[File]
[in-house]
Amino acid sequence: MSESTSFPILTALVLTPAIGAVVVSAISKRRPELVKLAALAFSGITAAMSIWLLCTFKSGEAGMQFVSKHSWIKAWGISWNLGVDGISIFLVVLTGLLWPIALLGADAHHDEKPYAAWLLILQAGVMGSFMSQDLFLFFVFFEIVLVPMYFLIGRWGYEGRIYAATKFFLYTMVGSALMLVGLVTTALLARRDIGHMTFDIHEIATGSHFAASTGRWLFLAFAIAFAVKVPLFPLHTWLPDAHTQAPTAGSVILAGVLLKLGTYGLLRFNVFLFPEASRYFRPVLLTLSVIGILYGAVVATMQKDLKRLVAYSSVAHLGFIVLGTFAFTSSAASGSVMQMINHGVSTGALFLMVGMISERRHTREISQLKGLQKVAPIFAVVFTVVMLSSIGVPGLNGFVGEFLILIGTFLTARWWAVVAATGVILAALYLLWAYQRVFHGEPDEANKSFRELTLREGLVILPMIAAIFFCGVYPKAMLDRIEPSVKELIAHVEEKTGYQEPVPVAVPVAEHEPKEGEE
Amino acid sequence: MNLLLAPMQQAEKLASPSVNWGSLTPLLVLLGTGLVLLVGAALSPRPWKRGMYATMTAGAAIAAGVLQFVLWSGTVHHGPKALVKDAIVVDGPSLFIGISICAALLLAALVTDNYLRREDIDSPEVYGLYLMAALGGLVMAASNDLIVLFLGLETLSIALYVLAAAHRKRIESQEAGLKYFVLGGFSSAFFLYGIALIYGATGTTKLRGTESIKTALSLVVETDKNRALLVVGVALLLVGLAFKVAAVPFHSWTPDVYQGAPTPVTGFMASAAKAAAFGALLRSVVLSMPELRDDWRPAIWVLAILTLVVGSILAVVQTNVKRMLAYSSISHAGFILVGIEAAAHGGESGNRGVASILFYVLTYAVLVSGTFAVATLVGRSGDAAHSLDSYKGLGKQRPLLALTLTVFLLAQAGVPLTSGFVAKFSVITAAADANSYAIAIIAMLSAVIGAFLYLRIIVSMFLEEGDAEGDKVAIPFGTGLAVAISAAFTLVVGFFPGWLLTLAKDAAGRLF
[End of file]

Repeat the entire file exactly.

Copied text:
[in-house]
Amino acid sequence: MSESTSFPILTALVLTPAIGAVVVSAISKRRPELVKLAALAFSGITAAMSIWLLCTFKSGEAGMQFVSKHSWIKAWGISWNLGVDGISIFLVVLTGLLWPIALLGADAHHDEKPYAAWLLILQAGVMGSFMSQDLFLFFVFFEIVLVPMYFLIGRWGYEGRIYAATKFFLYTMVGSALMLVGLVTTALLARRDIGHMTFDIHEIATGSHFAASTGRWLFLAFAIAFAVKVPLFPLHTWLPDAHTQAPTAGSVILAGVLLKLGTYGLLRFNVFLFPEASRYFRPVLLTLSVIGILYGAVVATMQKDLKRLVAYSSVAHLGFIVLGTFAFTSSAASGSVMQMINHGVSTGALFLMVGMISERRHTREISQLKGLQKVAPIFAVVFTVVMLSSIGVPGLNGFVGEFLILIGTFLTARWWAVVAATGVILAALYLLWAYQRVFHGEPDEANKSFRELTLREGLVILPMIAAIFFCGVYPKAMLDRIEPSVKELIAHVEEKTGYQEPVPVAVPVAEHEPKEGEE
Amino acid sequence: MNLLLAPMQQAEKLASPSVNWGSLTPLLVLLGTGLVLLVGAALSPRPWKRGMYATMTAGAAIAAGVLQFVLWSGTVHHGPKALVKDAIVVDGPSLFIGISICAALLLAALVTDNYLRREDIDSPEVYGLYLMAALGGLVMAASNDLIVLFLGLETLSIALYVLAAAHRKRIESQEAGLKYFVLGGFSSAFFLYGIALIYGATGTTKLRGTESIKTALSLVVETDKNRALLVVGVALLLVGLAFKVAAVPFHSWTPDVYQGAPTPVTGFMASAAKAAAFGALLRSVVLSMPELRDDWRPAIWVLAILTLVVGSILAVVQTNVKRMLAYSSISHAGFILVGIEAAAHGGESGNRGVASILFYVLTYAVLVSGTFAVATLVGRSGDAAHSLDSYKGLGKQRPLLALTLTVFLLAQAGVPLTSGFVAKFSVITAAADANSYAIAIIAMLSAVIGAFLYLRIIVSMFLEEGDAEGDKVAIPFGTGLAVAISAAFTLVVGFFPGWLLTLAKDAAGRLF